...scents of crisp orchard fruit, buttered toast, white flowers, fresh bread and orange oil. Medium to full-bodied, deep and layered, it's racy and concentrated, with an elegant mousse and a long, mineral finish.
Champagne Delamotte is in Le Mensil-Sur-Oger. It traces its history to 1760 when Francois Delamotte, a large landowner and local politician, started a Champagne producing enterprise. It remained in the Delamotte family for more than 200 years, and is today part of the Laurent-Perrier Champagne group. Delamotte is the sister estate of its neighbor Champagne Salon. Didier Depond runs both Champagne Salon and Champagne Delamotte. Robert M. Parker Jr. has called Delamotte “one of the best buys in exquisitely crafted Champagne.”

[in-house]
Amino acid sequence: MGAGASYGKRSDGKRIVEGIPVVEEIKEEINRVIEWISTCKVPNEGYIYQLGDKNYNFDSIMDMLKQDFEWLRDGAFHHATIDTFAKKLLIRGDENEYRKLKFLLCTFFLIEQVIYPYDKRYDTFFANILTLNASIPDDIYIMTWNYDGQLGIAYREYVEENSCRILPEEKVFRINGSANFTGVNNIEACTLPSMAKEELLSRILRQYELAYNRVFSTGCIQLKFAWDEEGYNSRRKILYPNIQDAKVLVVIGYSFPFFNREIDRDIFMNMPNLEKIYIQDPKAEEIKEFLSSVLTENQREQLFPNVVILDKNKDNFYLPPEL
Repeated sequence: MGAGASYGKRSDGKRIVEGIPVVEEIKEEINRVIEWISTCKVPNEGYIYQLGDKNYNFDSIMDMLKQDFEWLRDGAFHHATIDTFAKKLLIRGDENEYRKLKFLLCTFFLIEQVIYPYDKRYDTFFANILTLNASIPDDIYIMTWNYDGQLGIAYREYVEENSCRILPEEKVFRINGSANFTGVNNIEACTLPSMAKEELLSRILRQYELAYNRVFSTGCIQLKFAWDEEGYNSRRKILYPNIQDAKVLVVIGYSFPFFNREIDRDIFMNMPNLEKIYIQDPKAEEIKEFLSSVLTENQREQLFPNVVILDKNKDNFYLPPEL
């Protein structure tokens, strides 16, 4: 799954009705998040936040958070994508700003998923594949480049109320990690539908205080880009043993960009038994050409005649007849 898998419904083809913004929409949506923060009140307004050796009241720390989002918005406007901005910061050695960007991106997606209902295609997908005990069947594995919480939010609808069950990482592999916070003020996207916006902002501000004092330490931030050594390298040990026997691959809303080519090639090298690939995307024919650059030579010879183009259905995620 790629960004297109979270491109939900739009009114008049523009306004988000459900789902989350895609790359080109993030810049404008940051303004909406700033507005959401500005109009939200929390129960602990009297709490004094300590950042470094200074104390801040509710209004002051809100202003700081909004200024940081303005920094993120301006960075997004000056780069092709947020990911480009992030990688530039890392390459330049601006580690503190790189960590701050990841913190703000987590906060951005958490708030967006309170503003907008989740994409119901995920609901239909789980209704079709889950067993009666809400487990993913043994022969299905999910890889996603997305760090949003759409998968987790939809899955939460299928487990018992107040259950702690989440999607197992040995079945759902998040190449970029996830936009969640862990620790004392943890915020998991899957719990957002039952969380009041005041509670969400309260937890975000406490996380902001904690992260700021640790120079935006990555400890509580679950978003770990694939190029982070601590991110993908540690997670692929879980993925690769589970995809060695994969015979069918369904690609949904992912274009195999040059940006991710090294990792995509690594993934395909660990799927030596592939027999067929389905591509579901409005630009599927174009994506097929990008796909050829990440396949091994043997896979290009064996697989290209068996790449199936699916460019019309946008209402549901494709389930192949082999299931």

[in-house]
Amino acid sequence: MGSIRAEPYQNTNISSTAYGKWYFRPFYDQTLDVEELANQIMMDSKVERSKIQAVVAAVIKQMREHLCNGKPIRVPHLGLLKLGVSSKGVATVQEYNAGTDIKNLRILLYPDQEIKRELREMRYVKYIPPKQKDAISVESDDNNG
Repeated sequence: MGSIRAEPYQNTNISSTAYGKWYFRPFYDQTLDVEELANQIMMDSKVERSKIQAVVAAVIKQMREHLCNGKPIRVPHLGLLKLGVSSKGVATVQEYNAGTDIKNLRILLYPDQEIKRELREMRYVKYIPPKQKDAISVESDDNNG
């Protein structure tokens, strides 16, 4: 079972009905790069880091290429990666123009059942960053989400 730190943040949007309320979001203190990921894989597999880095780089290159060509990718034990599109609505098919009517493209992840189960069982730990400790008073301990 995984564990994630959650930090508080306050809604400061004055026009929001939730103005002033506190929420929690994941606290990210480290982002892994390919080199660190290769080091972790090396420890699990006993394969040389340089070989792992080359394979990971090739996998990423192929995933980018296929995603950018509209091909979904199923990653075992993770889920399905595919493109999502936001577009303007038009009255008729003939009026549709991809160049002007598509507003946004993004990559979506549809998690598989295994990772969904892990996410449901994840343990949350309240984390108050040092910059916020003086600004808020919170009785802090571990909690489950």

Champagne is a small, beautiful wine growing region northeast of Paris whose famous name is misused a million times a day. As wine enthusiasts and all French people are well aware, only sparkling wines produced in Champagne from grapes grown in Champagne can be called Champagne. Sparkling wines produced anywhere else, including in other parts of France, must be called something besides Champagne. Champagne producers are justifiably protective of their wines and the prestige associated with true Champagne. Though the region was growing grapes and making wines in ancient times, it began specializing in sparkling wine in the 17th century, when a Benedictine monk named Dom Pierre Pérignon formulated a set guidelines to improve the quality of the local sparkling wines. Despite legends to the contrary, Dom Pérignon did not “invent” sparkling wine, but his rules about aggressive pruning, small yields and multiple pressings of the grapes were widely adopted, and by the 18th and 19th centuries Champagne had become the wine of choice in fashionable courts and palaces throughout Europe. Today there are 75,000 acres of vineyards in Champagne growing Pinot Noir, Chardonnay and Pinot Meunier. Champagne’s official appellation system classifies villages as Grand Cru or Premier Cru, though there are also many excellent Champagnes that simply carry the regional appellation. Along with well-known international Champagne houses there are numerous so-called “producer Champagnes,” meaning wines made by families who, usually for several or more generations, have worked their own vineyards and produced Champagne only from their own grapes.